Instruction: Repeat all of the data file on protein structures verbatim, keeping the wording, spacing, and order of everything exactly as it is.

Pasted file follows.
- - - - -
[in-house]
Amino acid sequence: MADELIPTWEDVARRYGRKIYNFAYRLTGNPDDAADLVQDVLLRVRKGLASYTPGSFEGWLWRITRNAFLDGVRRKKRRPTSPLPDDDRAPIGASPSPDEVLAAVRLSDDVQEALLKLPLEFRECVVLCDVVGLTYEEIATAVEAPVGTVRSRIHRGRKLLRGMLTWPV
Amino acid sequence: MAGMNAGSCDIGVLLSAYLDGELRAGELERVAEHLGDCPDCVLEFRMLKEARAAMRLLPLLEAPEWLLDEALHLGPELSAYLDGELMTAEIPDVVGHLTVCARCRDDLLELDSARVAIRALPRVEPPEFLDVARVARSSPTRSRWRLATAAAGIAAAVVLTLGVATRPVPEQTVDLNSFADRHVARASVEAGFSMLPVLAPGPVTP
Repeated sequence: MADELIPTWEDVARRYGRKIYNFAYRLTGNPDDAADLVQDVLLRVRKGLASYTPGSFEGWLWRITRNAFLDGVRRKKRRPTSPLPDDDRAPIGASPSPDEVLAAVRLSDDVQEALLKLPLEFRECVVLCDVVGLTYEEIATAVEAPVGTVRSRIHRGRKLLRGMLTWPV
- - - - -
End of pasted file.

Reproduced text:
[in-house]
Amino acid sequence: MADELIPTWEDVARRYGRKIYNFAYRLTGNPDDAADLVQDVLLRVRKGLASYTPGSFEGWLWRITRNAFLDGVRRKKRRPTSPLPDDDRAPIGASPSPDEVLAAVRLSDDVQEALLKLPLEFRECVVLCDVVGLTYEEIATAVEAPVGTVRSRIHRGRKLLRGMLTWPV
Amino acid sequence: MAGMNAGSCDIGVLLSAYLDGELRAGELERVAEHLGDCPDCVLEFRMLKEARAAMRLLPLLEAPEWLLDEALHLGPELSAYLDGELMTAEIPDVVGHLTVCARCRDDLLELDSARVAIRALPRVEPPEFLDVARVARSSPTRSRWRLATAAAGIAAAVVLTLGVATRPVPEQTVDLNSFADRHVARASVEAGFSMLPVLAPGPVTP
Repeated sequence: MADELIPTWEDVARRYGRKIYNFAYRLTGNPDDAADLVQDVLLRVRKGLASYTPGSFEGWLWRITRNAFLDGVRRKKRRPTSPLPDDDRAPIGASPSPDEVLAAVRLSDDVQEALLKLPLEFRECVVLCDVVGLTYEEIATAVEAPVGTVRSRIHRGRKLLRGMLTWPV